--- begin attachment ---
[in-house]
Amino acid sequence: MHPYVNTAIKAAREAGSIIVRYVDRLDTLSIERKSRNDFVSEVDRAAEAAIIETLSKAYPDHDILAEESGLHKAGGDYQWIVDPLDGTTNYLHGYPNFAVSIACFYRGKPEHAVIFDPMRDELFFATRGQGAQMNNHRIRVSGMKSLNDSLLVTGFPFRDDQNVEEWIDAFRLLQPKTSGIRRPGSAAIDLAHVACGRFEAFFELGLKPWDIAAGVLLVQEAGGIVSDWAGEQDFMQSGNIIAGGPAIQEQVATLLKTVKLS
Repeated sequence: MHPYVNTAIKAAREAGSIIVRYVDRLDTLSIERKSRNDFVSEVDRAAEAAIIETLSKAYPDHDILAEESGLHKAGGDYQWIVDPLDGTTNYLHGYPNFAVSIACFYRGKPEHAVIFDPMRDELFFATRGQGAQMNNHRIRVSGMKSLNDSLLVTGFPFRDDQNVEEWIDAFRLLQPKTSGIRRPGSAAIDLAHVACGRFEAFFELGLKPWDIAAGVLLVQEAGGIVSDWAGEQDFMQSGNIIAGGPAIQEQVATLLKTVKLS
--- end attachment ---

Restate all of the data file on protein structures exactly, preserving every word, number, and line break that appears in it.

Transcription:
[in-house]
Amino acid sequence: MHPYVNTAIKAAREAGSIIVRYVDRLDTLSIERKSRNDFVSEVDRAAEAAIIETLSKAYPDHDILAEESGLHKAGGDYQWIVDPLDGTTNYLHGYPNFAVSIACFYRGKPEHAVIFDPMRDELFFATRGQGAQMNNHRIRVSGMKSLNDSLLVTGFPFRDDQNVEEWIDAFRLLQPKTSGIRRPGSAAIDLAHVACGRFEAFFELGLKPWDIAAGVLLVQEAGGIVSDWAGEQDFMQSGNIIAGGPAIQEQVATLLKTVKLS
Repeated sequence: MHPYVNTAIKAAREAGSIIVRYVDRLDTLSIERKSRNDFVSEVDRAAEAAIIETLSKAYPDHDILAEESGLHKAGGDYQWIVDPLDGTTNYLHGYPNFAVSIACFYRGKPEHAVIFDPMRDELFFATRGQGAQMNNHRIRVSGMKSLNDSLLVTGFPFRDDQNVEEWIDAFRLLQPKTSGIRRPGSAAIDLAHVACGRFEAFFELGLKPWDIAAGVLLVQEAGGIVSDWAGEQDFMQSGNIIAGGPAIQEQVATLLKTVKLS